The linguistic richness of character names we find in Dickens is something we’ll probably never see the like of again in literature and there’s a good reason for that. Gordon points out that in a more contemporary literary world we tend to value realism and the commonplace in narrative and this has an impact on the ways characters are named. The naming of characters has to now seem neutral or subtle, unaffected by an “obsolete” fondness for weird, grotesque, or descriptive names that can pass a clue onto the reader, even indirectly, about the nature of the character. Charles Dickens, with his obdurate penchant for whimsical names, was perhaps lucky to write in a kind of golden age of onomastics and he certainly took that to heart. His friend and biographer John Forster wrote that Dickens always kept a running list of possible names suitable for all sorts of characters, by borrowing names he came across or changing base words to suit the occasion, according to de Laski in “The Psychological Attitude of Charles Dickens toward Surnames.” Dickens practically played word ladder with many of his invented names until he was satisfied that they were just right, with Martin Chuzzlewit going through iterations like Martin Sweezleden, Sweezleback, Sweezlewag, Chuzzletoe, Chuzzleboy, Chubblewig, Chuzzlewig before finally landing on the Chuzzlewit we all know and love.

In earlier or more overtly tongue-in-cheek writings Dickens used (sometimes clumsily) directly descriptive names or puns on names, at times modified, such as “Lord Mutanhed” or the scientific gentlemen Messrs. Pessel and Mortair. Scholars show how eventually Dickens not only used known names, directly descriptive names, or names that were spelled differently, as other writers do, but employed a host of sophisticated linguistic techniques to invent expressive character names. Dickens, in designing his unique names, mixed and matched, for example, obsolete, yet still meaningful words and their vaguely suggestive senses. He phonetically manipulated sounds and spelling variants, merging some words with other allusions into portmanteaus. He used onomatopoeia and sound symbolism with seemingly regular surname suffixes to form the final words that we would all recognize as a believable name, and a believable character.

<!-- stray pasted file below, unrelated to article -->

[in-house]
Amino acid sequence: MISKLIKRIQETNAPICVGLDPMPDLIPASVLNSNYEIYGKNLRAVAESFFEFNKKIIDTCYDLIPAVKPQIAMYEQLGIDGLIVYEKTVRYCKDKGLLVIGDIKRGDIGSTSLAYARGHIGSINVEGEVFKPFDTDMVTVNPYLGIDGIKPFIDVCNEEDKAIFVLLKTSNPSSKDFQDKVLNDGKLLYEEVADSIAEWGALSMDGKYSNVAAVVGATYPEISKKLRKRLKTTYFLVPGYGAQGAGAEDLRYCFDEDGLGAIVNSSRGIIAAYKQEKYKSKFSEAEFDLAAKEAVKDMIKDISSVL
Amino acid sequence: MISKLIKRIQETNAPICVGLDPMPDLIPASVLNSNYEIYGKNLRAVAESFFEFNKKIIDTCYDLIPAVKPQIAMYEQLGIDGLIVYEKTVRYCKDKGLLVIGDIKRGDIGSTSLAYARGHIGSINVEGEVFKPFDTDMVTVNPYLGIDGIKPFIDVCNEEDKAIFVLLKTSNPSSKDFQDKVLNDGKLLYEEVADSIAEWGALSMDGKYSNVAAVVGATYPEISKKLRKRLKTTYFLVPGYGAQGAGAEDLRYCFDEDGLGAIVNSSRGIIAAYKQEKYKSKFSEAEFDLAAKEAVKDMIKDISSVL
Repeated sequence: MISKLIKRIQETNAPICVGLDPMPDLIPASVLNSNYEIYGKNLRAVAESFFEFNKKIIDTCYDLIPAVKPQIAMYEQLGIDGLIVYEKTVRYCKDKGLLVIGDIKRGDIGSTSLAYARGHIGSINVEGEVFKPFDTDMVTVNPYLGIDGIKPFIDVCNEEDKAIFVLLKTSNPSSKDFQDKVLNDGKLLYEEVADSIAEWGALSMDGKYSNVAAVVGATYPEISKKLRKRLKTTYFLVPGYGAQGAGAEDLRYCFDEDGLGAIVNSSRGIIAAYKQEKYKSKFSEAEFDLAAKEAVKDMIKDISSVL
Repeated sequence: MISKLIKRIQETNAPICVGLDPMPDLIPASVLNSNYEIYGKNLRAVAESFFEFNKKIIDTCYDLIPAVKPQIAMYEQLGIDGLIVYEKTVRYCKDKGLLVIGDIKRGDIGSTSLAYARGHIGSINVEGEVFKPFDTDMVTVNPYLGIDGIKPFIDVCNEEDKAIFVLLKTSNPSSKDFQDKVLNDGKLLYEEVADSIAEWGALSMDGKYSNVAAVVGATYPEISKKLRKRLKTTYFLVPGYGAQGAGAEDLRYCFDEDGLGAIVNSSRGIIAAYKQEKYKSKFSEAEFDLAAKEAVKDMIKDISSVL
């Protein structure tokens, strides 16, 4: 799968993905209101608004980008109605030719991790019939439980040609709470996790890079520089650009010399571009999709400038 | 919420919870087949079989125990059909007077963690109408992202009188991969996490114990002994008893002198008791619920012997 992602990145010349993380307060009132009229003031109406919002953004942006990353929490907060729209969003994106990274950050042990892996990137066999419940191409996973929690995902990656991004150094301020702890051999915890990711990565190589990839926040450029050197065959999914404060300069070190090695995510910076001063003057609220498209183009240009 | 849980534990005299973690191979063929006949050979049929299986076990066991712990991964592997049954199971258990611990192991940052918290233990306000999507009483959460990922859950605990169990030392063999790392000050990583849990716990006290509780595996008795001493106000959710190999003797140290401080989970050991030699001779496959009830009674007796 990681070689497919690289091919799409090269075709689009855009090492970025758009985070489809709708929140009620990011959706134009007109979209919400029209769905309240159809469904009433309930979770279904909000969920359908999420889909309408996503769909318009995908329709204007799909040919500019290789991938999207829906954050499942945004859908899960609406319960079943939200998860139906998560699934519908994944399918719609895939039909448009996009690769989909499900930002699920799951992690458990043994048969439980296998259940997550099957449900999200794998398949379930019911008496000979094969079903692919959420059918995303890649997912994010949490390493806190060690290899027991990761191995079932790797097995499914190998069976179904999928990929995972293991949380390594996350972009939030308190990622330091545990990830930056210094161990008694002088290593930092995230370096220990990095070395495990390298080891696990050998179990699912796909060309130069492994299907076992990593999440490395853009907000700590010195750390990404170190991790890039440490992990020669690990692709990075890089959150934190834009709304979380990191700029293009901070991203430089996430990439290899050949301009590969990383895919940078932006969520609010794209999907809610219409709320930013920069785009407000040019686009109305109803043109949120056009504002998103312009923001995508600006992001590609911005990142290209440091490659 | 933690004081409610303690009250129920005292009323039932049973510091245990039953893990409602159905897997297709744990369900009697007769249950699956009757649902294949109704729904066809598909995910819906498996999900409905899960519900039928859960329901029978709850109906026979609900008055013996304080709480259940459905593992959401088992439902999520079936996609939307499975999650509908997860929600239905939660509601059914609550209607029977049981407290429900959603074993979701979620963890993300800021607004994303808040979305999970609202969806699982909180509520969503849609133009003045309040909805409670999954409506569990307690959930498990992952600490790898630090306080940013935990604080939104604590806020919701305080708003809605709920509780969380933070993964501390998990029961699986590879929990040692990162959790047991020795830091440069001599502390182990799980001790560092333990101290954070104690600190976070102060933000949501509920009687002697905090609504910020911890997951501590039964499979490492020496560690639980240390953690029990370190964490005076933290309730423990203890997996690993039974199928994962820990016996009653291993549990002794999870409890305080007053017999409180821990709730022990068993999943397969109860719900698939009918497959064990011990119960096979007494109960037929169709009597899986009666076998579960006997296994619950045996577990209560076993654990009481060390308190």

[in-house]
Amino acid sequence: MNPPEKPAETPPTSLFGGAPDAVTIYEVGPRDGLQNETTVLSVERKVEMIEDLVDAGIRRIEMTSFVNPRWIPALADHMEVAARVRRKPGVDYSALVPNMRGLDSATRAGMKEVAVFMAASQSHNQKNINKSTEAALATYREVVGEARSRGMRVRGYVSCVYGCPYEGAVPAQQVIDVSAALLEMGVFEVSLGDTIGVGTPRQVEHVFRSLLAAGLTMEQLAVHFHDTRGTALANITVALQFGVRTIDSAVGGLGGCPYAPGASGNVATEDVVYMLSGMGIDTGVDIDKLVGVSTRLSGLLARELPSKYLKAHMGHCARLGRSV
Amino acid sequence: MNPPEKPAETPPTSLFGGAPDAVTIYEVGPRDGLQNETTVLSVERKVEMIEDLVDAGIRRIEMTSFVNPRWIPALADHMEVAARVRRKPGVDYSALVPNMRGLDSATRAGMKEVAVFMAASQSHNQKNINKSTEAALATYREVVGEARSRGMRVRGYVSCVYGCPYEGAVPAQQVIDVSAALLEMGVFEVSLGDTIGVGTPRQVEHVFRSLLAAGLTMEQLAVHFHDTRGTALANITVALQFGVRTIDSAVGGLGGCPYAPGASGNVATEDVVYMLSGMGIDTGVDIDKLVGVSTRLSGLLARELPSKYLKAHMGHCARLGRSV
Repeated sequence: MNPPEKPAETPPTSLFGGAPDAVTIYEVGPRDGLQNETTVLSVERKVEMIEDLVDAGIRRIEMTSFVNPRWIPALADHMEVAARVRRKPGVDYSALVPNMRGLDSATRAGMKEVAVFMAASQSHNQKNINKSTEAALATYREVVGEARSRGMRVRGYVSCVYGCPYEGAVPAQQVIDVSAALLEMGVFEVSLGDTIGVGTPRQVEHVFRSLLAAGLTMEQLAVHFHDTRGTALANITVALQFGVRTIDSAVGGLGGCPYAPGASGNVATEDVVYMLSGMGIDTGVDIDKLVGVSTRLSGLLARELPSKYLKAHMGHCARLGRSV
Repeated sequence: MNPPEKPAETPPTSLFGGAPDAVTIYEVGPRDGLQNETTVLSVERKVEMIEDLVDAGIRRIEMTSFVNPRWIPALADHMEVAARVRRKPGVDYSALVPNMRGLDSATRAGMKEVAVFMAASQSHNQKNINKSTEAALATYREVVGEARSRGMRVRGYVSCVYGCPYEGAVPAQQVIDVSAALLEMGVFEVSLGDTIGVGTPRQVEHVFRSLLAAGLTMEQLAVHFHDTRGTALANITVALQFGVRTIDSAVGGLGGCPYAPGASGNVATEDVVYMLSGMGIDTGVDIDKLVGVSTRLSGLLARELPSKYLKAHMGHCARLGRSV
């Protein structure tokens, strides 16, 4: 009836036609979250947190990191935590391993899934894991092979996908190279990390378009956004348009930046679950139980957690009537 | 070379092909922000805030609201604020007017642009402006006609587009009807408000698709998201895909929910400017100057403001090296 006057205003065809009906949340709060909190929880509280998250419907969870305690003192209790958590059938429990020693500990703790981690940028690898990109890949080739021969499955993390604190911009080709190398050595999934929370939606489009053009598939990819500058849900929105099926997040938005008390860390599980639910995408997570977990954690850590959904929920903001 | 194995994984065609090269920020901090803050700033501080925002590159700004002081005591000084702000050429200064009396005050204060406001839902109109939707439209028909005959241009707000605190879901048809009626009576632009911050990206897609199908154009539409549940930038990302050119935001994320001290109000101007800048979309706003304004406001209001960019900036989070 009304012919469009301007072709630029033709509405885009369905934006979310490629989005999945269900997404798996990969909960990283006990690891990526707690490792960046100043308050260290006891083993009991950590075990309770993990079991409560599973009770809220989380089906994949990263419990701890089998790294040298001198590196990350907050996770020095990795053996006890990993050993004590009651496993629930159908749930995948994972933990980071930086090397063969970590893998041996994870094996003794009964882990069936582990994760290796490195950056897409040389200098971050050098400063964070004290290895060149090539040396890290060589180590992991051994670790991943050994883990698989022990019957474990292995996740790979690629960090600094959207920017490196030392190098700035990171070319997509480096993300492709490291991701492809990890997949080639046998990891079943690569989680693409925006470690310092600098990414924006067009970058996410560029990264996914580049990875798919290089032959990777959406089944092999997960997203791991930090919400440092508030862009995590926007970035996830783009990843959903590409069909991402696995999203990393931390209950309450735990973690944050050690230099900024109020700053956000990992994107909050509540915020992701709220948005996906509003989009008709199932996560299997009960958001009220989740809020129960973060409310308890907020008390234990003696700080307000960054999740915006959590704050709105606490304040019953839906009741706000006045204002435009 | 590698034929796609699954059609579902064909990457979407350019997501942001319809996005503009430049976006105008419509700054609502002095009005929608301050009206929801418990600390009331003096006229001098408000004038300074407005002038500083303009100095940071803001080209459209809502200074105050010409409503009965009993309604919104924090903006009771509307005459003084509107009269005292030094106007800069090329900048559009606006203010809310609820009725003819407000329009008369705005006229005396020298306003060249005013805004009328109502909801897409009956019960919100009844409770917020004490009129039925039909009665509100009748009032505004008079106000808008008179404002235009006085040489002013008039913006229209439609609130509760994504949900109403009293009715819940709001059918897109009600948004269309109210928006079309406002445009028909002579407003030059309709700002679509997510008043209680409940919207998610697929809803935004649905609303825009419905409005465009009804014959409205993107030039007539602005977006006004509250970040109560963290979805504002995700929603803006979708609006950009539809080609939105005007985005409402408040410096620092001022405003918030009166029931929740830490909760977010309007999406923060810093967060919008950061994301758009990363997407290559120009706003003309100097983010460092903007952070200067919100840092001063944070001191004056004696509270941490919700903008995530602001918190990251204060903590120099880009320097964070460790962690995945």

In a name like “Murdstone” we see a figuratively descriptive portmanteau (murder + stone), giving the right kind of villainous sense to the character. The not quite wealthy Sophronia Akershem (acre + sham) shows exactly how much she might be worth in her surname, which is made seemingly legitimate with the common surname suffix –ham/-hem. The repulsive physician Haggage joins together heavy allusions like hag, baggage, haggard. Poor but honest Bob Cratchit has to “scratch” out a living, by dropping the sibilant “s,” which Gordon finds expressive of weakness: “Sleary, the owner of the circus, whose muddled head is never sober and never quite drunk, has in his name the objectionable sl sound that occurs in slush and sleazy, and the elements of leer, blear, bleary.” Dickens often used a kind of “baby” phonetics to soften names or make them more subtle, such as in the names Mudge (Smudge), Tommy Traddles (Straddles) or the names Toundling (Foundling) and Tatkin (Catkin).

It’s surprising how much even a slightly altered name can playfully flesh out a character with an expressive backstory by using vague figurative allusions to similar words and their senses. Though more neutral naming styles used in contemporary literature are all well and good for the depiction of realism, this change in the literary fashion of names means that writers have largely lost access to a richer linguistic symbolism of names, whether subtle and unsubtle, successful or unsuccessful, that we so often find in the characters that thrive in the world of Charles Dickens. What’s in a name? Sometimes, for a minor character, it’s everything.


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The American Journal of Psychology, Vol. 29, No. 3 (Jul., 1918), pp. 337-346
University of Illinois Press
The American Journal of Psychology, Vol. 27, No. 3 (Jul., 1916), pp. 430-434
University of Illinois Press